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Re: Jackass,Viacom&CBS

----- Original Message -----
From: "Joseph Pappalardo" <joepappalardo2001@yahoo.com>
To: "Dan Billings" <dib9@gwi.net>;
Sent: Saturday, June 02, 2001 1:00 PM
Subject: Re: Jackass,Viacom&CBS

> Wasn't this the way it has been for 60 years or so with little or no
> problems?

No.  It led to many stations finding ways to meet the letter of the rules
without serving anyone by running "public service" shows at 5 AM on Sunday

It also led to regulations like the "fairness doctrine" that discouraged
stations from discussing issues because they could be forced to give time to
the other side.

> B'casters were required to prove, substantiate and be held accountable
> the were operating in the public interest and not shirking their
> responsibilities within the community.

Many of those requirements were on the books when I first got into radio and
they were a joke.  There were paperwork requirements and hoops to jump
through, but they accomplished little.  There is no way a bureaucrat in DC
can accurately judge whether a station is serving the public interest.  All
the bureaucrat can do is make sure the right boxes have been checked on the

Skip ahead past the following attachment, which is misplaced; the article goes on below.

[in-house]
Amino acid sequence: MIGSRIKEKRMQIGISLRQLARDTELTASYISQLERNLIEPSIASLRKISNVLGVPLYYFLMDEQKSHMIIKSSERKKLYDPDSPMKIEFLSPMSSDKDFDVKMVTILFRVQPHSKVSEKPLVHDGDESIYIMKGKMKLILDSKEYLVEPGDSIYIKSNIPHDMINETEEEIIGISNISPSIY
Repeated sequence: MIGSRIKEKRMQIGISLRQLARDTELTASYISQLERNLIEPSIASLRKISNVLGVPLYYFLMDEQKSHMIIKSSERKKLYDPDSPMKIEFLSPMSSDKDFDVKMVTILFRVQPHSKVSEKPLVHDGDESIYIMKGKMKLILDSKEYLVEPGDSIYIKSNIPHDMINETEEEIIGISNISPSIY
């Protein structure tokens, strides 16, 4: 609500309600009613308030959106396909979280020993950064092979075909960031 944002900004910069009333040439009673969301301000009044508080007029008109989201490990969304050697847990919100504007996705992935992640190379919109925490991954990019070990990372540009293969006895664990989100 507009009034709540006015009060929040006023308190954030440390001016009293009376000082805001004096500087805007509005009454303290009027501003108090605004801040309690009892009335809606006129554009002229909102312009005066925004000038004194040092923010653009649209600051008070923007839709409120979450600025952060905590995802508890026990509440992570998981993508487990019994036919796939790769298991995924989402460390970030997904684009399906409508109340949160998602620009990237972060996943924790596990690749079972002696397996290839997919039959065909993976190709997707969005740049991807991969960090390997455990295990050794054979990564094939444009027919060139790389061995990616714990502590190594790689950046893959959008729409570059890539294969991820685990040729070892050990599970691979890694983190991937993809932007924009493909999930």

forms and the right hoops have been jumped through, or respond to an
organized license challenge against the broadcaster.

> If I understand your argument...if operated a radio station advocating
> hatred against Jews, Blacks, Gays....that would be fine with you...as long
> as he got a big market share.

It's OK by me even if they don't get a big market share.  I wouldn't listen
and would encourage others to do the same, but I wouldn't have the
government shut them down.  That's the price of a free society.  The
alternative is a system like Canada where Howard Stern can be censored
because one group or another is offended by him.

> What I'm pointing to is your extreme position (it's either one way or
> another.)  Isn't there some reasonable middle ground here?  Or do we all
> have to hold fast to an extreme ideology that may not always be
> appropriate to the circumstance.

What you call extreme ideology, I call principles.  Principles that our
forefathers fought to defend.  Principles that people today take for granted
and are too willing to see eroded.

In my opinion, free speech rights should apply to broadcasters in the same
way they apply to newspaper and magazine publishers.  I would limit the
government's role to regulating the limited spectrum through licensing.

-- Dan Billings, Bowdoinham, Maine